The current covid pandemic has caused numerous weddings to be postponed. With more time before the big day, engaged couples are using it to consider and discuss the benefits of entering into a prenuptial agreement.
What is a prenup?
A prenuptial agreement is a contract that a couple signs before getting married to confirm how they will deal with their financial arrangements in case of a divorce. Prenups set out what assets there are at the date of the agreement, who owns them and what will happen to them. The prenup should also deal with the division of any future assets acquired over the course of their marriage.
In England and Wales prenuptial agreements are not strictly binding in the event of a later divorce, but the agreement is likely to be upheld if certain criteria is met unless the effect of the agreement would be unfair.
It is important that a prenup is signed in good time before the wedding day to ensure you are each given the chance to consider the agreement and take independent legal advice.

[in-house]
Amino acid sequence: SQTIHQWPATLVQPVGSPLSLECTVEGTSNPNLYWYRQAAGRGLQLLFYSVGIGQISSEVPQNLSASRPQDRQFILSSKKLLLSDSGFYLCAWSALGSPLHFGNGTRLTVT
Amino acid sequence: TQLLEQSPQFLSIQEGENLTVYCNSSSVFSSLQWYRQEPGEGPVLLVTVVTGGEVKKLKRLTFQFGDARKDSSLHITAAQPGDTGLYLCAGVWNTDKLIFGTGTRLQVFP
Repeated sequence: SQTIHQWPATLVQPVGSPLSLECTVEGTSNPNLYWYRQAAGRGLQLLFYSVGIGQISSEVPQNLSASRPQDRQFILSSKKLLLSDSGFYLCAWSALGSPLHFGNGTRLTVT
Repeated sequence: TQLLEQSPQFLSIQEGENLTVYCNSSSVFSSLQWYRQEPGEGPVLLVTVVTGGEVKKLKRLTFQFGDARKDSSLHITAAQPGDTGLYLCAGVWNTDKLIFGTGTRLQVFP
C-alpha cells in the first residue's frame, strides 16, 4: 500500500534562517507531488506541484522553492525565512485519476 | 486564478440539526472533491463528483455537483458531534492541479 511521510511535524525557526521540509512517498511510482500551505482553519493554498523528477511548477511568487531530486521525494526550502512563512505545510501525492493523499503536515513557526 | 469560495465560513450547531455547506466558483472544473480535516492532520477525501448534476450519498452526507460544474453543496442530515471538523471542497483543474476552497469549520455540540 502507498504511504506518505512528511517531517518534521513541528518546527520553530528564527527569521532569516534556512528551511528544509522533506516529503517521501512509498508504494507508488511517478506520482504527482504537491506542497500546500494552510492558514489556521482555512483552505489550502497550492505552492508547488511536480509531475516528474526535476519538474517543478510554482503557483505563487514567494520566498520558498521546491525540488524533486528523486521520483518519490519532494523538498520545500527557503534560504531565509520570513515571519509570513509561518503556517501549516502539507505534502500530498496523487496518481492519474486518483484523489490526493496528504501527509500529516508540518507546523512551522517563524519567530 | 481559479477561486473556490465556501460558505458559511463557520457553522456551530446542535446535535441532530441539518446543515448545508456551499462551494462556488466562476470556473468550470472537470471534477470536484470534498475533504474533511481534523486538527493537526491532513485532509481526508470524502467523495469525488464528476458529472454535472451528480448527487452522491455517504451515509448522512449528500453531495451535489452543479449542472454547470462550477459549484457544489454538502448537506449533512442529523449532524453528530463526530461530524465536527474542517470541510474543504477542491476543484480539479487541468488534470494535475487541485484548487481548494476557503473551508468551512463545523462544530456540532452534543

Why would I need a prenup?
Financial problems can often cause rifts in relationships causing them to breakdown. A prenup can be useful in encouraging couples to discuss their finances openly before tying the knot. It can help to resolve any issues before the marriage has started to avoid it creating further disputes later in life. Other reasons for a prenup can include providing financial security for children from a previous relationship or to protect assets or property you may have acquired before the marriage.
If you would like further information in relation to prenups or family law generally, please contact one of our family solicitors at Debenhams Ottaway.
This article was co-written by Helen Young, Partner and Trainee, Jessica Kavanagh.
The contents of this article are intended for general information purposes only and shall not be deemed to be, or constitute legal advice. We cannot accept responsibility for any loss as a result of acts or omissions taken in respect of this article.